Steve Edward Farley


Human beings have been attracted to each other since the dawn of time, when not in pursuit of our own sexual desires we like to watch and read about others engaging it in. But when is writing about sex too much. The beauty of writing is that you can be as detailed as you want but somethings should be left out right?

                “Emma wakes up in the morning, the sun woke her but she isn’t fully alert, once getting into the restroom she sits on the toilet, a loud noise echoes off the toilet rim, she feels her dinner from the night before vacating her body, when she is done and her bottom is clean Emma dresses and leaves for the bus stop.”

                With the exception of educational purposes that is a very gross statement no reader needs to read. It is better to keep it clean.  “Emma wakes up, she doesn’t feel fully alert, going through her morning routine fixes that, once dressed and ready, Emma leaves for the bus stop.”

                I have never read a printed book that outlines a character’s bathroom activities unless the character is suffering through an illness. Why is that, all people go to the bathroom, because one it is fluff writing, two ever hear the term no one cares what you had for breakfast the same is true for how you get rid of the meal.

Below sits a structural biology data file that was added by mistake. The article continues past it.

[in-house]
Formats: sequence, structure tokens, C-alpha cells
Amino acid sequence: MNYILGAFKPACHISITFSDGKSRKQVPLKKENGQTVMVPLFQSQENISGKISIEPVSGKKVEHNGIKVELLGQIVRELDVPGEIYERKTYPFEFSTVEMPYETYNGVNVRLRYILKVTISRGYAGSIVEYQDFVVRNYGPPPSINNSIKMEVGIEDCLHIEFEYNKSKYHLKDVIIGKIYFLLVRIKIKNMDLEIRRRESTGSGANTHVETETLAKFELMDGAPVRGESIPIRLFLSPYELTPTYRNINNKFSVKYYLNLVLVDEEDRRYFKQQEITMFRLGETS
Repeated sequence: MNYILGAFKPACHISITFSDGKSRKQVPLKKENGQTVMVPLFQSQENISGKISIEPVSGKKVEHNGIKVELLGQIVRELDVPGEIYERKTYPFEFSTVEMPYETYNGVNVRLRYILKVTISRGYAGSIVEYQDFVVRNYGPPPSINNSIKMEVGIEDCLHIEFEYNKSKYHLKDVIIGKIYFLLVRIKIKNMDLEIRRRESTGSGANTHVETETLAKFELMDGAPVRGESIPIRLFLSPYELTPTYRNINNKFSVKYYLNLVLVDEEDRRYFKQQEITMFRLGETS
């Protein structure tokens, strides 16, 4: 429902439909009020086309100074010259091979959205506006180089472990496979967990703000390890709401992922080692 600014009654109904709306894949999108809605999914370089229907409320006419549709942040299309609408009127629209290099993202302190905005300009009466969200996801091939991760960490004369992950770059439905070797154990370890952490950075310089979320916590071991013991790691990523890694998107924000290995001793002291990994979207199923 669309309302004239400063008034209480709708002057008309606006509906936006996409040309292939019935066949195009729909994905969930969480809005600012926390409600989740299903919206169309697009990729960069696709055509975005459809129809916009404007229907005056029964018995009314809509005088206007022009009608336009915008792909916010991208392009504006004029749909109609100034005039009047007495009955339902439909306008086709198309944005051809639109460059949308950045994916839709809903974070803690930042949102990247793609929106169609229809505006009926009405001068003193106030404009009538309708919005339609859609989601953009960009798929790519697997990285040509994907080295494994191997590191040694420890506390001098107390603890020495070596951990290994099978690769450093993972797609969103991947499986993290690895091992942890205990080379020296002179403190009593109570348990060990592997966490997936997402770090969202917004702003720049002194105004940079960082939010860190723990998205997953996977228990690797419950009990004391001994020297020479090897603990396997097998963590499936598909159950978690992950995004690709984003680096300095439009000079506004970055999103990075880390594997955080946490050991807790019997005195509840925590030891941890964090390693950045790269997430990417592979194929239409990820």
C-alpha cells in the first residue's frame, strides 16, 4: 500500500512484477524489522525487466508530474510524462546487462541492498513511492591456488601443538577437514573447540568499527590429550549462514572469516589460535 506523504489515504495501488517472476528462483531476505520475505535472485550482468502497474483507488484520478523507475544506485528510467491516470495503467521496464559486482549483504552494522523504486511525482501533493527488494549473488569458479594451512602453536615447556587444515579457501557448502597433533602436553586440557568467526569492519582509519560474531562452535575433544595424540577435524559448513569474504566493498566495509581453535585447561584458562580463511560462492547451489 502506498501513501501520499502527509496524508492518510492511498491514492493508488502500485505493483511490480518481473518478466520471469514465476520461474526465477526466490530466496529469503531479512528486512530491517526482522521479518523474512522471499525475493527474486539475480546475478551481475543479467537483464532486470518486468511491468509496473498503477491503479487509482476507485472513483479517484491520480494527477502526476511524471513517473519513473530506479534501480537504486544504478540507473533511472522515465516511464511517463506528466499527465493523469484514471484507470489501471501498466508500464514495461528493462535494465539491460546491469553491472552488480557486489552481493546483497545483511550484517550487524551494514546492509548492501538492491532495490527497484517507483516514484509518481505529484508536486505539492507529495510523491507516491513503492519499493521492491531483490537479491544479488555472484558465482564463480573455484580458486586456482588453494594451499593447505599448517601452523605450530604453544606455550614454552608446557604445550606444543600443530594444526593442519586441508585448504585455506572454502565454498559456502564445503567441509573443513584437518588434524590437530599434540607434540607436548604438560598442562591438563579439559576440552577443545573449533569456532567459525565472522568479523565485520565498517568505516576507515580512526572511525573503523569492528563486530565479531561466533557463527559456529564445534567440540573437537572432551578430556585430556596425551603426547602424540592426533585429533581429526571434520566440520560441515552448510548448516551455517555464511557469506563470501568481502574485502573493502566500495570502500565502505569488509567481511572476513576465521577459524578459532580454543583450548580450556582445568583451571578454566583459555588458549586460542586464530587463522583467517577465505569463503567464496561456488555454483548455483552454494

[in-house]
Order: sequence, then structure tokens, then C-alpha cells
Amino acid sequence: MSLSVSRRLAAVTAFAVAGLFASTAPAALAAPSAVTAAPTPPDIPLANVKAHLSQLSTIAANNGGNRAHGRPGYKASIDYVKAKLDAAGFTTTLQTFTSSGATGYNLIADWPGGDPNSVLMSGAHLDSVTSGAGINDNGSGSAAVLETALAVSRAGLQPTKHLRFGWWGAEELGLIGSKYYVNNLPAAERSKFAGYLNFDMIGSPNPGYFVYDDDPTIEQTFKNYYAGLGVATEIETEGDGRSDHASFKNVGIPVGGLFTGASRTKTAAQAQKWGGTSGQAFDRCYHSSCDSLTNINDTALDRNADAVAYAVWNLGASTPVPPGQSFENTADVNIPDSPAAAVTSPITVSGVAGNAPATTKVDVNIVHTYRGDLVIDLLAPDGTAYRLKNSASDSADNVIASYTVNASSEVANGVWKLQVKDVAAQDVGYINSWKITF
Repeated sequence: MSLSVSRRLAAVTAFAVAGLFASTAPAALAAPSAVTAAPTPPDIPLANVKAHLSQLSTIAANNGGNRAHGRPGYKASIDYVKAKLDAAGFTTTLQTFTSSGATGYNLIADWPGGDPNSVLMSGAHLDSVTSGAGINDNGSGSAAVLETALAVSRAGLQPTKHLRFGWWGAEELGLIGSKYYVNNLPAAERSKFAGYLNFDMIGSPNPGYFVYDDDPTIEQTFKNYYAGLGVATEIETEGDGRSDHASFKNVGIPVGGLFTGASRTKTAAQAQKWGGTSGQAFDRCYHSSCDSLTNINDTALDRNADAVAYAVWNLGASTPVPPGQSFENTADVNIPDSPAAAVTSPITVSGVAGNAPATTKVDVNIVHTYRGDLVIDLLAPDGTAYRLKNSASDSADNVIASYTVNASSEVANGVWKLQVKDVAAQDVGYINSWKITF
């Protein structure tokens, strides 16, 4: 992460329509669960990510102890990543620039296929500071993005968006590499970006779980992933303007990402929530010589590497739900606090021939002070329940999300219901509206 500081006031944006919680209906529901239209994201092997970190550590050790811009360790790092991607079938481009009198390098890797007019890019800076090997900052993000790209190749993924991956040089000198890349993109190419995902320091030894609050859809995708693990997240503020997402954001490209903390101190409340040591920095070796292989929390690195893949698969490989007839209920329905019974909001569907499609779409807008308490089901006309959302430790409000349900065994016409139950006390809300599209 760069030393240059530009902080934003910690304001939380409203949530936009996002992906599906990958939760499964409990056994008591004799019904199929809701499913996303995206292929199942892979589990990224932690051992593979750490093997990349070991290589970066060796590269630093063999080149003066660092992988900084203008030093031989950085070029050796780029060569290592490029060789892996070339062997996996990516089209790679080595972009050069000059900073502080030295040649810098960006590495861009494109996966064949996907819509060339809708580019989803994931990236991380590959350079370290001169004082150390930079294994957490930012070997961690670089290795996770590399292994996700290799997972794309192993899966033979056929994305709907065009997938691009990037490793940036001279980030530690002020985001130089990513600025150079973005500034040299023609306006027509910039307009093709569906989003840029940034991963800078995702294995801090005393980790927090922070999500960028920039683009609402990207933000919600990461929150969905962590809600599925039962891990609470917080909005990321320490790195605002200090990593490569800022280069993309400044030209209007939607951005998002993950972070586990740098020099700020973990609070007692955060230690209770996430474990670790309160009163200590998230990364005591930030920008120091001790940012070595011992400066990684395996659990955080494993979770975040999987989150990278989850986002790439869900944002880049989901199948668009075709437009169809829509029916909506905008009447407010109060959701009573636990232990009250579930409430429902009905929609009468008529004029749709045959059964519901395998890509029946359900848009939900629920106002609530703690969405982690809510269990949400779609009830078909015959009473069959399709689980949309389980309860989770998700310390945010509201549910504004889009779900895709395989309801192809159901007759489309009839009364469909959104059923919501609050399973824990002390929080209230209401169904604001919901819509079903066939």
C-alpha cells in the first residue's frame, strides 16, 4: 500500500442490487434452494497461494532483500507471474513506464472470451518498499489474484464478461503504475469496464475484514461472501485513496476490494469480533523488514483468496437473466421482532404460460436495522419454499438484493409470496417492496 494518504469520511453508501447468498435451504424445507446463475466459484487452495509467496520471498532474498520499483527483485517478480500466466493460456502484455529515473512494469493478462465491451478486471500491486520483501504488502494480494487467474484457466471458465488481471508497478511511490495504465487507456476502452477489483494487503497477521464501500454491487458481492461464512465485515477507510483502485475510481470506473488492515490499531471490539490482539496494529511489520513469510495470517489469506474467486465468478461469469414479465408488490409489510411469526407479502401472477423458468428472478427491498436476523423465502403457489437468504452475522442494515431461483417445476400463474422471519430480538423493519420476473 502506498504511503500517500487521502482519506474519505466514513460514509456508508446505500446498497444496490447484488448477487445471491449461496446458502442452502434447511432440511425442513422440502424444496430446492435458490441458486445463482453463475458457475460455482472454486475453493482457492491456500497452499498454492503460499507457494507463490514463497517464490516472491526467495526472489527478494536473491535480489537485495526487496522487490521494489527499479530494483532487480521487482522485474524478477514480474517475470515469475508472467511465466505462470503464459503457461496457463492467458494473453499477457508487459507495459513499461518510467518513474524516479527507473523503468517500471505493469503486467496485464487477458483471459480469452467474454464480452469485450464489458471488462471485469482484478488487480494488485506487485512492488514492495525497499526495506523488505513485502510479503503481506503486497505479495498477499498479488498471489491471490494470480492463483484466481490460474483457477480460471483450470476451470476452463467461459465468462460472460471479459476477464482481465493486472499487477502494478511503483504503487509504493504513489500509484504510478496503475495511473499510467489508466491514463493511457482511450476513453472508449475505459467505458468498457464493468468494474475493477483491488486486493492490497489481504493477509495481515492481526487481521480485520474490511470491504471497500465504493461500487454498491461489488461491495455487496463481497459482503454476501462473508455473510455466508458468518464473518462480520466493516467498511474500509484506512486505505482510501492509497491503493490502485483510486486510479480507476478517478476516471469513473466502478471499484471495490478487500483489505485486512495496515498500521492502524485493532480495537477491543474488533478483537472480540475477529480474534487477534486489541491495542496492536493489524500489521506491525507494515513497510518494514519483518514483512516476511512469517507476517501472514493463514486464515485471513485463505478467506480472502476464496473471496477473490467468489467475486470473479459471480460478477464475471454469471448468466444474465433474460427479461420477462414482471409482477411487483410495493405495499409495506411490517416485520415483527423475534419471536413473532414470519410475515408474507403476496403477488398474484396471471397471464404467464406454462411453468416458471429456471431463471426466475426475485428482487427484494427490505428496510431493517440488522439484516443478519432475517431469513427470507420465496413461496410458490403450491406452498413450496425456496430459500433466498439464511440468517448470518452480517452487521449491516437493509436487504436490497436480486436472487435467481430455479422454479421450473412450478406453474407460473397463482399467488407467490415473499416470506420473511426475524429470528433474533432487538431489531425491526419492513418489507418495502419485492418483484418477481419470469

But on the same token why is writing about sex okay. Well for one it is in demand and also if it is written in a way that is pleasing to the reader it can even excite them. Sex scenes build suspense, usually by the time two characters are stripping off each other’s clothes for a good shag the reader has been feeling the tension building for several chapters. In my opinion the best sex scenes involve the characters emotions coupled with contact but limiting the lewdness.

                That means if you are using terminology that might read in a pornographic context it has no place in your novel. The words are too blunt, it took me a long time to understand that. Often writers are blinded by what they think is sexy instead of thinking about the scene objectively. The sex between the characters is the final frontier in many respects, if it is done right between two main characters it creates a strong bond that lasts throughout the story.